In 2003, Dixie Chicks singer Natalie Maines made a now-famous offhand comment about President Bush at a London concert.
“We’re ashamed that the President of the United States is from Texas.”
Coming just as the U.S. military was gearing up to attack Iraq, it was real bad timing. The country music lovers back home who supported both the Dixie Chicks and the war began to rethink their position, and most of them decided it was the Dixie Chicks who had to go.
A new documentary entitled “Shut Up and Sing,” about the group’s experiences following the remark, wants so badly to be about censorship and free speech. Unfortunately, it does not tell us anything more than a segment on “60 Minutes” could have. By refusing to delve deeper into the psychology of the Chicks’ opponents, directors Barbara Kopple and Cecilia Peck offer little more than a portrait of a band struggling to save face and keep their financial position intact.
The Chicks were turned into unlikely liberal martyrs following Maines’ statement, but never really elaborated fully on their political beliefs. For all the candid backstage and backroom footage we are privy to in the movie, most of it seems carefully selected to show three things. First, that bandmates Martie Maguire and Emily Robison backed Maines every step of the way, despite their significant loss of revenue. Second, that the band really are a “family values” kind of an outfit. And lastly, that their fallout in popularity has only made them stronger as artists. It is a shrewd PR move to position the film this way, but it makes for some pretty tough viewing.
Maguire and Robison look pissed and worried, as anyone would be if their multi-million dollar corporation was now jeapordized by a casual remark. Standing by their bandmate does not seem like a conscious choice so much as the only option left after Maines’ apology failed to quell the controversy. When interviewed, they avoid clarifying where they stand on the surrounding issues. I’m sure it was a tough time for a company that’s used to raking it in, but this isn’t exactly protest music they’re singing here.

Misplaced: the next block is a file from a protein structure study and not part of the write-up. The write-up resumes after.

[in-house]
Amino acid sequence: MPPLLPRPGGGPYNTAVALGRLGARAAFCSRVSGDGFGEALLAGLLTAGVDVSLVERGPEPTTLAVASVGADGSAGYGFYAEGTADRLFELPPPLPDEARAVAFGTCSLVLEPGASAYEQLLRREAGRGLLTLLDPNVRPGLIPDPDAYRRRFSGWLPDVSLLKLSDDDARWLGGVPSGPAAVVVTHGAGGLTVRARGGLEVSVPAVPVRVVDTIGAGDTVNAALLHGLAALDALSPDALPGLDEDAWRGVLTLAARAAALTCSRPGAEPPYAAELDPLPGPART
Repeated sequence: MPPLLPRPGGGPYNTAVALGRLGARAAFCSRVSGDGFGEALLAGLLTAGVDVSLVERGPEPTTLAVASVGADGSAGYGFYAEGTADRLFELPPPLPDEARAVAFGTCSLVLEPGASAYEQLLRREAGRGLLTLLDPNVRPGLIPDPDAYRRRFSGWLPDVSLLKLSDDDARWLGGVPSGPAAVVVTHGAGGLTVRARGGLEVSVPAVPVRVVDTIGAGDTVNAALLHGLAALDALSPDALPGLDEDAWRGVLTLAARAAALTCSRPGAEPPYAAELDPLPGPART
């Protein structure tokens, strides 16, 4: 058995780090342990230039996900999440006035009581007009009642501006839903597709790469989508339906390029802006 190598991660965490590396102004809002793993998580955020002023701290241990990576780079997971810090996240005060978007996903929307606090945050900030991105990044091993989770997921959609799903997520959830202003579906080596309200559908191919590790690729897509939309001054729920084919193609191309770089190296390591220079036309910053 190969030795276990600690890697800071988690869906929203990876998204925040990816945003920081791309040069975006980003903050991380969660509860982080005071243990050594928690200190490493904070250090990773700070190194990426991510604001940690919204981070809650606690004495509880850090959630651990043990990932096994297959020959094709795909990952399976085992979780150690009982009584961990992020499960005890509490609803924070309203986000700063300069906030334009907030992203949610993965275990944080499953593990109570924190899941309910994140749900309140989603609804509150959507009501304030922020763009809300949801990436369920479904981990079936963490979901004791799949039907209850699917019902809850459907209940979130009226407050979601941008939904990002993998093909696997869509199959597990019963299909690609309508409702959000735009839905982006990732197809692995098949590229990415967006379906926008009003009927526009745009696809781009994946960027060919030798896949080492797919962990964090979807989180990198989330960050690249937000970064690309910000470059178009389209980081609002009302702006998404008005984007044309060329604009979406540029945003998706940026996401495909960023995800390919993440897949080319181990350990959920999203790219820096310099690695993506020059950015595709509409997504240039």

A timeline that jumps back and forth is used to wring some suspense out of a death threat that Maines received, but all momentum is lost when the directors insist on showing us the band’s home lives. It makes an interesting point about the women as breadwinners in their households, but seems more designed to show us that the Chicks are just plain folks, like you and me. Watching them have kids and seeing how much they love their husbands stops the film dead in its tracks.
As far as their new music goes, the women are shown in the studio writing and recording their new album and using their alienation from the country music industry as inspiration. Unfortunately, they are also shown getting lots of help from super-producer Rick Rubin, Semisonic singer/songwriter Dan Wilson, Red Hot Chili Peppers drummer Chad Smith, and Tom Petty’s Heartbreakers, among others. Maines struggles to move her lyrics beyond the painfully literal, and aside from Maguire’s worry about where her fiddle will fit in to the band’s “new sound,” there is little depth to explore in these scenes.
Had Kopple and Peck instead delved into why this backlash happened and what specific political power structures there are with a stranglehold on country music radio, “Shut Up and Sing” would have been a more intriguing watch. In order for the movie to work as anything other than a pleasant diversion for the band’s fans, it needs to be more about society and less about the Dixie Chicks not being able to afford a private bus on tour for each of their families.